Saturday, July 19, 2014

Review: "The Untreed Detectives" edited by J. Alan Hartman

After a short introduction to the book by, publisher J. Alan Hartman, it is on to the twelve short stories. Some are written by names you may recognize. Others by names that are unfamiliar to you. All authors involved have weaved a complex tale very worthy of their inclusion in The Untreed Detectives anthology released last year.

Kara L. Barney leads things off with “A Knife in the Dark.” This story is set in the time before Sherlock became legendary. Watson has been injured by a killer as this story opens and Mrs. Hudson is urgently needed to save his life. She will also need to do far more then stitch Watson's stab wounds in order to bring this case to be a successful conclusion.

Paula and Mitexi run the uniquely named PMS Private Investigations in “Angus Wants a Peanut” by Amber Rochelle Gillet. According to Mitexi, the two have to be in Lilli Pad Park at 11m by the statue of the bull frog to meet a Mr. Ryan Majors. He insists on meeting there and won't discuss what he requires until that time. After the very serious previous story, this occasionally amusing tale is nice chance of pace. Mr. Ryan as well as his case are quite surprise.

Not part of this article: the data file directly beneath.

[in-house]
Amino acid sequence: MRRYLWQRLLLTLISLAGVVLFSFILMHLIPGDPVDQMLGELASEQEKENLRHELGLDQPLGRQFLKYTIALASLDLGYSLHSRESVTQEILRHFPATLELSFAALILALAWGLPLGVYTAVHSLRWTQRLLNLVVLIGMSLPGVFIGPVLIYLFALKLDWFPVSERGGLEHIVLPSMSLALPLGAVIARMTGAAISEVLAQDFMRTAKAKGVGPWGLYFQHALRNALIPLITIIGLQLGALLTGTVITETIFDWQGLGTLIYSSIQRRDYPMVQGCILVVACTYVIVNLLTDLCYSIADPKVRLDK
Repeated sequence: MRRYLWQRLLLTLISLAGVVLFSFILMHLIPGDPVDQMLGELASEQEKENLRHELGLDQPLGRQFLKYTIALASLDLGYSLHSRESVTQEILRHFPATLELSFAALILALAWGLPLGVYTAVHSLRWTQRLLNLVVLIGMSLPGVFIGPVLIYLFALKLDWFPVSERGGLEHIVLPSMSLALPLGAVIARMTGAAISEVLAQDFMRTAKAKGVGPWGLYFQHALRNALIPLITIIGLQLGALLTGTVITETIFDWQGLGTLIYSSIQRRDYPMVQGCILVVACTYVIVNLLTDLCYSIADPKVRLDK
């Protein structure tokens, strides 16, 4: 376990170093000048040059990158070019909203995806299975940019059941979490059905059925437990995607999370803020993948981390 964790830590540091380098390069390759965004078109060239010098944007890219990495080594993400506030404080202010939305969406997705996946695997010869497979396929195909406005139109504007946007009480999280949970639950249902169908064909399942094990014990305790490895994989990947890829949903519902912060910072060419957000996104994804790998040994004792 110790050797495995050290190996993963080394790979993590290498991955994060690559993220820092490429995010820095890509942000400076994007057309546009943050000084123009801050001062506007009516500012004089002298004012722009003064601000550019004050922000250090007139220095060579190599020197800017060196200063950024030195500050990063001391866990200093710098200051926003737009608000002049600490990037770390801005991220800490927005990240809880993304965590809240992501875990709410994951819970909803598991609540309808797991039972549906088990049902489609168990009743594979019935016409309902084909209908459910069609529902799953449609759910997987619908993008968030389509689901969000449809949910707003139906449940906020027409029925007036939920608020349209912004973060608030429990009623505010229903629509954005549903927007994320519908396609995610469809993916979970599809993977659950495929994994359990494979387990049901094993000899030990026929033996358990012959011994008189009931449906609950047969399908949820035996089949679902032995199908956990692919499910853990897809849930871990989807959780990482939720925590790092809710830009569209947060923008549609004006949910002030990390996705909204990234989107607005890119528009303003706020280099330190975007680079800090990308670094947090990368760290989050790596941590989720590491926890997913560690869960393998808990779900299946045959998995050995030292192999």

Jessie Schroeder has moved back to her small town of Riverport in the wake of a brutal divorce. She has resumed writing while moving on with her life. In “Breathing Under Water” by Janet Majerus, Jessie has traveled to La Cumbre, New Mexico, to teach a writing workshop for her friend Sharon. Fortunately for her she won’t be the only instructor. The small workshop of ten students in this mountainous location in northern New Mexico is going to be interesting. She had needed a break from home on many levels, but this is not what she had intended at all in this serious story.

“Dessie's Jaded Past” by Lesley A. Diehl comes next. Like Jessie in the story before this one, Kaitlin Singer is starting over after her divorce. She has come home to the Catskill Mountains to write children's books and get on with life. Her plans for solitude have been interrupted as Mary Jane and her son, Jeremy, have moved in with her. So too has their potbellied pig, Desdemona. She has helped capture the killer of the newspaper's advice columnist and will play a vital role again in this tale.

Known for his book In Dog We Trust and others, author Neil Plakcy contributes “Dog Is in the Details” next. Rochester, a two year old Golden Retriever, helps Steve Levitan not only find his father's sport jacket, but how to deal with some painful aspects of the past.

Halloween in Philadelphia is the setting for “Faint Heart” by Gillian Roberts. For Amanda Pepper, a teacher who should be working on the essays of her seniors, she is instead thinking about how the magic of Halloween isn't around anymore. That is until Rosalie Tucker, new to the faculty, comes into the lounge talking about the scary gorilla outside in the square across the street. Something may have been out there, but it is Halloween and there are private school students to teach. Soon there will be a murder case to solve.